After you get the finder in perfect alignment at infinite focus, check the focus at 1 m. After correction for infinity focus, the focus at near distances is usually accurate or off by only a small amount. It is extremely important that you use a lens that you know focuses accurately at close distances.

The procedure is as follows:

  • Hang a sheet of newspaper vertically, with the text running from top to bottom, and angle the sheet about 30 degrees to the lens axis, so that the lines of text are at different distances from the camera. Highlight one line of text using a black pen, not only to mark a target line but to give a vertical line so that focusing is easier.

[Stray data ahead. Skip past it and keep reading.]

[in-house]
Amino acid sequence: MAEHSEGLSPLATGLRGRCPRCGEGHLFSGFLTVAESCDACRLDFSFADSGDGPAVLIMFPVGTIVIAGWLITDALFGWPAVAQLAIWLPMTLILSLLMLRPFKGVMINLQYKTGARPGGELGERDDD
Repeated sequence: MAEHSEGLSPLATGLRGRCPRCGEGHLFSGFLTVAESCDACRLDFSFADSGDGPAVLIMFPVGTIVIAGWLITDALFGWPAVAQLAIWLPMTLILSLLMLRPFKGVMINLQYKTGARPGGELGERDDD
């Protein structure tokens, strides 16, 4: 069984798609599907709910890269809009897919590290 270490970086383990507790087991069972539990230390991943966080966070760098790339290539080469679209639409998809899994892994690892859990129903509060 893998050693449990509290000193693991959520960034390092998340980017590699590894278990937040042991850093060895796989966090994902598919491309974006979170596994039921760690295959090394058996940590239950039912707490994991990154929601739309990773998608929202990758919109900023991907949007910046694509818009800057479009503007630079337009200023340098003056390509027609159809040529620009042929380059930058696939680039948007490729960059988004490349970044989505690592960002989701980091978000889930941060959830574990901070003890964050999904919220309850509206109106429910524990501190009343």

• Mount the camera on a tripod so that the sensor plane (marked on the camera top plate with a crossed-circle symbol) is 1 m from the highlighted line of text.
  • Focus on the highlighted line, with the lens aperture fully open to minimise depth of field. Take several test shots, unfocusing the lens between photographs.
  • Examine the photos, which should show identical focusing. If they don’t, repeat the test shots.
  • If the photos are identical, check that the camera is focused on the target line, and isn’t front- or back-focusing.

Note: the finder patch has parallax error (it’s not in the centre of the frame lines) at 1 m  take this into consideration when testing the focus.